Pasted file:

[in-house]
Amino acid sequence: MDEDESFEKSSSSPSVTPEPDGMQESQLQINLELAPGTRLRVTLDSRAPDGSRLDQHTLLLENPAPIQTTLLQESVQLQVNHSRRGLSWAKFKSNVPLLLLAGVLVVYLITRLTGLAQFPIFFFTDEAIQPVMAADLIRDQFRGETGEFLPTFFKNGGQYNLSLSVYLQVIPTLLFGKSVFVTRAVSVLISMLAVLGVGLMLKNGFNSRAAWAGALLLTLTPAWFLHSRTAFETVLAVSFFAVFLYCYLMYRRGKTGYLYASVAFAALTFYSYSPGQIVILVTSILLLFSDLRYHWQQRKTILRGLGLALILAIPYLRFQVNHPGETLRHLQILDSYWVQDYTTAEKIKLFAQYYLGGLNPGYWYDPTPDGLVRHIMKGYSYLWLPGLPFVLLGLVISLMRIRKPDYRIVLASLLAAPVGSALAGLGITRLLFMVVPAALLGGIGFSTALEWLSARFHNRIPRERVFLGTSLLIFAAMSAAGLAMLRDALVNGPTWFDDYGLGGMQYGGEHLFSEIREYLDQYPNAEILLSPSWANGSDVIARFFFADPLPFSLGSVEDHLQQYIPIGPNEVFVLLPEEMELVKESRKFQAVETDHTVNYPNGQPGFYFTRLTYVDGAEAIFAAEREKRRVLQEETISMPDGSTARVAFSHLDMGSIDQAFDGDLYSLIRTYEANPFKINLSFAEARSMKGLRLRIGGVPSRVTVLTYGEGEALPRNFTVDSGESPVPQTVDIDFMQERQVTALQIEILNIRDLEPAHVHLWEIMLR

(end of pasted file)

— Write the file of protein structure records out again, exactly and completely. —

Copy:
[in-house]
Amino acid sequence: MDEDESFEKSSSSPSVTPEPDGMQESQLQINLELAPGTRLRVTLDSRAPDGSRLDQHTLLLENPAPIQTTLLQESVQLQVNHSRRGLSWAKFKSNVPLLLLAGVLVVYLITRLTGLAQFPIFFFTDEAIQPVMAADLIRDQFRGETGEFLPTFFKNGGQYNLSLSVYLQVIPTLLFGKSVFVTRAVSVLISMLAVLGVGLMLKNGFNSRAAWAGALLLTLTPAWFLHSRTAFETVLAVSFFAVFLYCYLMYRRGKTGYLYASVAFAALTFYSYSPGQIVILVTSILLLFSDLRYHWQQRKTILRGLGLALILAIPYLRFQVNHPGETLRHLQILDSYWVQDYTTAEKIKLFAQYYLGGLNPGYWYDPTPDGLVRHIMKGYSYLWLPGLPFVLLGLVISLMRIRKPDYRIVLASLLAAPVGSALAGLGITRLLFMVVPAALLGGIGFSTALEWLSARFHNRIPRERVFLGTSLLIFAAMSAAGLAMLRDALVNGPTWFDDYGLGGMQYGGEHLFSEIREYLDQYPNAEILLSPSWANGSDVIARFFFADPLPFSLGSVEDHLQQYIPIGPNEVFVLLPEEMELVKESRKFQAVETDHTVNYPNGQPGFYFTRLTYVDGAEAIFAAEREKRRVLQEETISMPDGSTARVAFSHLDMGSIDQAFDGDLYSLIRTYEANPFKINLSFAEARSMKGLRLRIGGVPSRVTVLTYGEGEALPRNFTVDSGESPVPQTVDIDFMQERQVTALQIEILNIRDLEPAHVHLWEIMLR